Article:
Or just buy a box of the crumbs and ….

measure out 1 and 1/4 cups of crumbs.

In the USA, butter comes in sticks.

(One stick has 8 Tablespoons, which equals 1/2 cup or 4 ounces or 113 grams.)

Put 5 Tablespoons of butter into a med-large microwave safe mixing bowl.

Melt the butter. This will take about 1 minute, depending on your microwave.

Add the crumbs to the bowl along with 1/4 cup of sugar.

Using a fork, mix these ingredients together.

It should be all blended, but still crumbly.

Put the crumbs into a 9-inch pie dish and press them in place with your fingers…..

or a one-cup measuring cup.

When making a frozen or refrigerated pie filling, put the crust in the refrigerator to chill while making the filling. The crust should chill for about 10 minutes before adding the filling.

It is not necessary to bake the crust, unless your recipe specifically says to do so. But, baking the crust will give it a wonderful taste and a crispier texture.

To bake a graham cracker pie crust, preheat the oven to 350 degree oven and bake the crust for 8 minutes.

Cool the crust completely before adding the filling.

A tart pan with a removable bottom is also a great option instead of using a pie dish.

If you have never seen a pan with a removable bottom it really does look odd. Press the crumbs into the pan the same way you would a regular pie dish.

When it comes time to serve from a pie made in a tart pan, place the tart on a large can.

The ring drops down…

And the pie is ready to serve!



Here are some great pie crust links:

Pie Crusts – Ready Made – tips from startcooking.com

Food Wishes recipe video on Easy Homemade Pie Crust

Pioneer Woman’s Perfect Pie Crust

The Barefoot Contessa – Ina Garten’s video on making a pie crust

Simply Recipes – Lattice Top Pie Crust

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Chocolate Bark

print recipe card posted in Sweets by Kathy Maister

To make chocolate bark — a sweet, tasty snack or dessert – you just melt chocolate, mix in some extra ingredients and spread it out in a pan to harden. It’s simplicity itself, but there’s lots of opportunity to be creative!

I’m making mine with white chocolate chips, Spanish peanuts and dried cranberries. I like the salty sweet combination of the nuts with the cranberries and white chocolate.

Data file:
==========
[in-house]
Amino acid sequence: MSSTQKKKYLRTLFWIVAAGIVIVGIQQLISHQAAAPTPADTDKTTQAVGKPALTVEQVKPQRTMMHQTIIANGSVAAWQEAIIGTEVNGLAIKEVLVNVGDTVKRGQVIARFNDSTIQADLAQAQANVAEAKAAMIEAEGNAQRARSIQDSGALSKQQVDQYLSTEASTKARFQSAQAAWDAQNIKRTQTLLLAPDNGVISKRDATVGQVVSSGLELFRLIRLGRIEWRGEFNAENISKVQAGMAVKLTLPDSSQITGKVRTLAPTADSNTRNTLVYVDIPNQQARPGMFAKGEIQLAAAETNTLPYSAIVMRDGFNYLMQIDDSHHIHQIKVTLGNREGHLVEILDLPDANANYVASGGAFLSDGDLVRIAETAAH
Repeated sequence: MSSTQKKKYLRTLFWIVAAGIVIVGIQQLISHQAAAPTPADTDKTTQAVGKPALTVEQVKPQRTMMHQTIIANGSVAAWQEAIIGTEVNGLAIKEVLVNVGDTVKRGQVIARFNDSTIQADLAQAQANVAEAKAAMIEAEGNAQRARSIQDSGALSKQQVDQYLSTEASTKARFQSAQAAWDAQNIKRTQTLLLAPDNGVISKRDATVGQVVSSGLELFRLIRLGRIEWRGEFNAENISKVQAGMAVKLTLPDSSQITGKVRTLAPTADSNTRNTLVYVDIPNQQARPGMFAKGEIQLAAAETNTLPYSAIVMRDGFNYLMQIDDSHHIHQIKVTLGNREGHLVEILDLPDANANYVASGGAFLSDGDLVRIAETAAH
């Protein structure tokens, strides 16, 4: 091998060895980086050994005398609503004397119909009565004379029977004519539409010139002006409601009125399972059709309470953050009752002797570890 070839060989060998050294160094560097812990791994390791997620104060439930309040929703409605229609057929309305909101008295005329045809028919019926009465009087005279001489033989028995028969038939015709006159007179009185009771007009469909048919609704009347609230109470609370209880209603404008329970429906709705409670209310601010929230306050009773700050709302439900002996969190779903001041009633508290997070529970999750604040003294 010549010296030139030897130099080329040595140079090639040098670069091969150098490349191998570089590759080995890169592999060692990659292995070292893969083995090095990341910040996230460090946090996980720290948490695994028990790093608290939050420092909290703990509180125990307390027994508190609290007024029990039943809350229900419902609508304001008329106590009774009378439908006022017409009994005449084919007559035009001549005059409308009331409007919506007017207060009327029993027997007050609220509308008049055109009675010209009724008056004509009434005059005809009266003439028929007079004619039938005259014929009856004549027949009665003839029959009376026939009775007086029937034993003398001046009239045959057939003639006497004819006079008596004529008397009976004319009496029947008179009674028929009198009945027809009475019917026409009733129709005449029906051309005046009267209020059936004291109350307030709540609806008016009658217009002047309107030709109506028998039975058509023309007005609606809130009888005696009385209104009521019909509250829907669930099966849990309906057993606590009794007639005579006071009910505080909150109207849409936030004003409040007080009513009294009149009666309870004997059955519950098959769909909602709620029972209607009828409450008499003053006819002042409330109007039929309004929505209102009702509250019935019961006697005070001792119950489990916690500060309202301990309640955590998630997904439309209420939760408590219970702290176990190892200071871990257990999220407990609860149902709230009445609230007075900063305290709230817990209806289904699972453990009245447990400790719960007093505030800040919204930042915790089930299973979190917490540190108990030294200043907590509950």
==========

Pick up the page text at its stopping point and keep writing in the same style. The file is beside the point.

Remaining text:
You can also use pretzels, chopped apricots, candied ginger, cashews, pecans, and lots of other ingredients. Many, many things go well with melted chocolate! Choose your ingredients to mix up the textures and the colors.

For the chocolate, you can use chocolate chips or a chocolate bar, using white chocolate, milk chocolate, dark chocolate or a swirled combination of all three. If you are using a bar of chocolate, chop it into small pieces so it will melt more evenly.


In a medium size, microwave safe,mixing bowl, slowly melt the chocolate in the microwave. Start melting the chocolate chips on high for about 1 minute and 30 seconds. Then zap them in 15 second increments until the chocolate is melted.

Chocolate chips don’t really change their shape until you mix them with a spoon or spatula. Be sure not to zap them past the melting point. 12 ounces of chocolate chips in my microwave took 2 minutes and 15 seconds to melt.

2 Cups of add-ins to 12 ounces of chocolate is the perfect ratio! I’m actually adding only 2/3 cup of the cranberries into the mixture and the remainder I’m going to be sprinkling on top.

Gently mix everything together.

Now, line a 9 x 13 x 2 inch pan with wax paper or parchment paper.

Spoon the chocolate mixture into the prepared pan and spread it evenly out over the bottom of the pan. (Hang onto the wax paper when you are doing this!)

Sprinkle on the remaining cranberries.

Put the bark in the refrigerator to harden. This should take 1-2 hours.

Once set, lift the bark out of the pan and peel off the wax paper.

You could use a knife to cut it into pieces.

But it’s more fun to break it apart with your hands into uneven chunks.

Serve it as is, or wrap it up to give away as a gift!

If there are any leftovers, store them in the refrigerator.